Welcome to The Ammon-Pinizzotto Center for Women’s Mental Health at MGH. Our Center, established in 1989, has been renamed following the generous gift from Carol Ammon and Dr. Marie Pinizzotto. These resources will be used to realize the overarching mission of the Center.
This website provides a range of current information including discussion of new research findings in women’s mental health and how such investigations inform day-to-day clinical practice. Despite the growing number of studies being conducted in women’s health, the clinical implications of such work are frequently controversial, leaving patients with questions regarding the most appropriate path to follow. Providing these resources to patients and their doctors so that individual clinical decisions can be made in a thoughtful and collaborative fashion dovetails with the mission of our Center.
All pregnant women between the ages of 18-45 with a history of psychiatric illness are eligible to enroll in the registry. The primary goal of this Registry is to determine the frequency of major malformations, such as heart defects, cleft lip, or neural tube defects, in infants exposed to atypical antipsychotics and antidepressants during pregnancy. We are currently seeking both controls and those being treated with atypical antipsychotics and/ or antidepressants. For more information, please visit this page, call 1-866-961-2388 or e-mail firstname.lastname@example.org.
Course of ADHD in Pregnancy and the Postpartum
If you are less than 20 weeks pregnant and have a history of ADHD, you may be eligible to take part in an observational research study for women maintaining, decreasing, or discontinuing psychostimulants during pregnancy and the postpartum. Women who participate will have 6 study visits that can be completed in-person at Massachusetts General Hospital or over the phone.
For more information, please call (617)726-2912 or email the study coordinator at email@example.com
Are you pregnant or planning a pregnancy? Do you feel depressed or have a history of depression? If you are less than 28 weeks pregnant or trying to conceive and have experienced depression now or in the past, you may be eligible to take part in a research study for the treatment of depression with a prenatal supplement. For more information, please visit this page, call Taylor at 617-643-9284 or email firstname.lastname@example.org
Are you pregnant or planning to become pregnant? Do you have a history of depression? Do you want to lose weight or have a healthier lifestyle? You may be eligible to participate in a research study evaluating a new lifestyle intervention for weight loss. Participants will receive 10 sessions of therapy at no cost to you.
If you are interested in participating or would like additional information, please call Samantha at 617-643-2076.
The MGH Center for Women’s Mental Health
Perinatal and Reproductive Psychiatry Program
Simches Research Building
185 Cambridge St Suite 2200
Boston, MA 02114
To make an appointment:
Massachusetts General Hospital Clinical Program: (617) 724-7792
Location of appointments:
Wang Ambulatory Care Center, Massachusetts General Hospital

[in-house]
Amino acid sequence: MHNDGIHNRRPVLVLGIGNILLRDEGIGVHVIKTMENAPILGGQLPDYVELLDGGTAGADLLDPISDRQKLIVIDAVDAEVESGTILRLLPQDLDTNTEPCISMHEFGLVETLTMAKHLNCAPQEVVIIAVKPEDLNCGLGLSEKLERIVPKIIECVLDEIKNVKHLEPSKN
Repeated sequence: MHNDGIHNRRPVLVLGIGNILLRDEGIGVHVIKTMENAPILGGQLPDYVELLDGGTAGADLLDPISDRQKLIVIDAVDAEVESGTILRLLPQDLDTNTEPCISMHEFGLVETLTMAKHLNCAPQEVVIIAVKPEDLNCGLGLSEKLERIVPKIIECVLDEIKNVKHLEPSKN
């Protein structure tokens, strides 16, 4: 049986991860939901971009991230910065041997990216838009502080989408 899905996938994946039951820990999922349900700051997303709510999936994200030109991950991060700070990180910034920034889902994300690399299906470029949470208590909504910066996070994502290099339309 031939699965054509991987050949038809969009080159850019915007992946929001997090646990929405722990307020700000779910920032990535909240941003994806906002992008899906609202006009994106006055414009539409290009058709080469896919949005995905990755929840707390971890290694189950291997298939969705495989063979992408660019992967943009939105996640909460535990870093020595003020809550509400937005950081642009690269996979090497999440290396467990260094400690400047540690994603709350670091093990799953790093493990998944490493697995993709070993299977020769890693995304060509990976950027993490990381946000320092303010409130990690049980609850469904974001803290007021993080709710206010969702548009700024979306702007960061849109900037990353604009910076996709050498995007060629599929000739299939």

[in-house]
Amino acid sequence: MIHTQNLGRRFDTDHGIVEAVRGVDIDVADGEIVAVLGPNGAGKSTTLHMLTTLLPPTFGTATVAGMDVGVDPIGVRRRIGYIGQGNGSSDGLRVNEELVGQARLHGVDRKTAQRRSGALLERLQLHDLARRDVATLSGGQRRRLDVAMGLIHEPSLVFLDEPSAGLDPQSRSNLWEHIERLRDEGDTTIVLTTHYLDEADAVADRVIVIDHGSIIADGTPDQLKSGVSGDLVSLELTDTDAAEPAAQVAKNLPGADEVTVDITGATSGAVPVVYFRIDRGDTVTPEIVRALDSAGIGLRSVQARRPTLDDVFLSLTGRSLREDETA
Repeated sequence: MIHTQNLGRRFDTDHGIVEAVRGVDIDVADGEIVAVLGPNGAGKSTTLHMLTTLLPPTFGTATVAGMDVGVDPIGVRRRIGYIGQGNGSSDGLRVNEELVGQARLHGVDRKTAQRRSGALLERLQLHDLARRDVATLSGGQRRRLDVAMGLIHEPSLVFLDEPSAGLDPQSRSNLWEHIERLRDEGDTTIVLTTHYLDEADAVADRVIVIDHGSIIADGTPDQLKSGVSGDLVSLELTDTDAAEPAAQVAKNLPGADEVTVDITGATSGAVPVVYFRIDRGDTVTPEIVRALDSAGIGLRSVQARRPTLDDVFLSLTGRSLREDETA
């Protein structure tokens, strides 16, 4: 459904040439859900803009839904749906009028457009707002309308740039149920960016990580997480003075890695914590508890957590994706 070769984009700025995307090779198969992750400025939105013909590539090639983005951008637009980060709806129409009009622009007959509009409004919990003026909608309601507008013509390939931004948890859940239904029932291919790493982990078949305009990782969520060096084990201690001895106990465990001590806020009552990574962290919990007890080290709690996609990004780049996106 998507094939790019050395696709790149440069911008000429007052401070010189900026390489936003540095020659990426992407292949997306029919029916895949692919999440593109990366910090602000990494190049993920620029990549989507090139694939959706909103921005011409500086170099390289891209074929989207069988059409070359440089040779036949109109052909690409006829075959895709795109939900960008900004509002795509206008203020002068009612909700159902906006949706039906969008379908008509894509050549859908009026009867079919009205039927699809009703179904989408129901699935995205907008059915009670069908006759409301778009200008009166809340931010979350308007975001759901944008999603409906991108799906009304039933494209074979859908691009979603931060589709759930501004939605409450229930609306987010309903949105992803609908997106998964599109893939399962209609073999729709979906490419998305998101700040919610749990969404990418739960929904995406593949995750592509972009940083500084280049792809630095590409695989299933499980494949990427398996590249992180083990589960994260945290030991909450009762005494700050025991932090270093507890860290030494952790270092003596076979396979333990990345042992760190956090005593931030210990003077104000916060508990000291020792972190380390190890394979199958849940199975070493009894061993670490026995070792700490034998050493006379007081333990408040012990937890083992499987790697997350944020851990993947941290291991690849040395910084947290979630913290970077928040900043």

15 Parkman St., Floor 8
Boston, MA 02114-3117
April 17, 2018
There have long been concerns regarding the use of the anticonvulsant valproate (Depakote) during pregnancy. First trimester use of valproate has been associated with a 3-5% risk of neural tube defects, as well as an increased risk of other malformations affecting the heart, limbs, and genitals. Prenatal exposure to valproate may also result in lower ...Read more
April 11, 2018
The title of the following article did not grab my attention; however, I discovered that this study, entitled Accuracy of the Whooley questions and the Edinburgh Postnatal Depression Scale in identifying depression and other mental disorders in early pregnancy published in the British Journal of Psychiatry, has some incredibly important findings. First of all, this is ...Read more
April 10, 2018
Serotonin reuptake inhibitor (SRI) antidepressants may affect platelet aggregation and thus may increase the risk of bleeding. Over the last few years, we have seen several studies which have sought to determine if exposure to SSRI antidepressants in pregnancy is associated with an increased risk of postpartum hemorrhage. The most recent study was a matched cohort ...Read more
April 4, 2018
Following the release of the MGH Perinatal Depression Scale (MGHPDS) on the App Store this past August, we are pleased to announce that the MGHPDS is now available for Android devices on the Google Play store: https://play.google.com/store/apps/details?id=org.womensmentalhealth.mghpds The MGHPDS smartphone app includes digital versions of perinatal depression screening tools including the Edinburgh Postpartum Depression Scale (EPDS) ...Read more
April 3, 2018
Multiple studies have demonstrated that the menopausal transition is associated with a 2- to 4-fold increased risk for clinically significant depressive symptoms. There have been several studies suggesting that hormone therapy may improve depressive symptoms in women presenting with depression during this transition. A recent study examined the efficacy of hormone replacement therapy in preventing the ...Read more
April 1, 2018
This week there are two very interesting articles which look at the impact of parental exposure to adverse childhood experiences may affect a child developmental outcomes. Colker and colleagues note that about 20% of women with histories of psychiatric illness experience suicidal ideation during the postpartum period. Ruta Nonacs, MD PhD Parental Adverse Childhood Experiences and ...Read more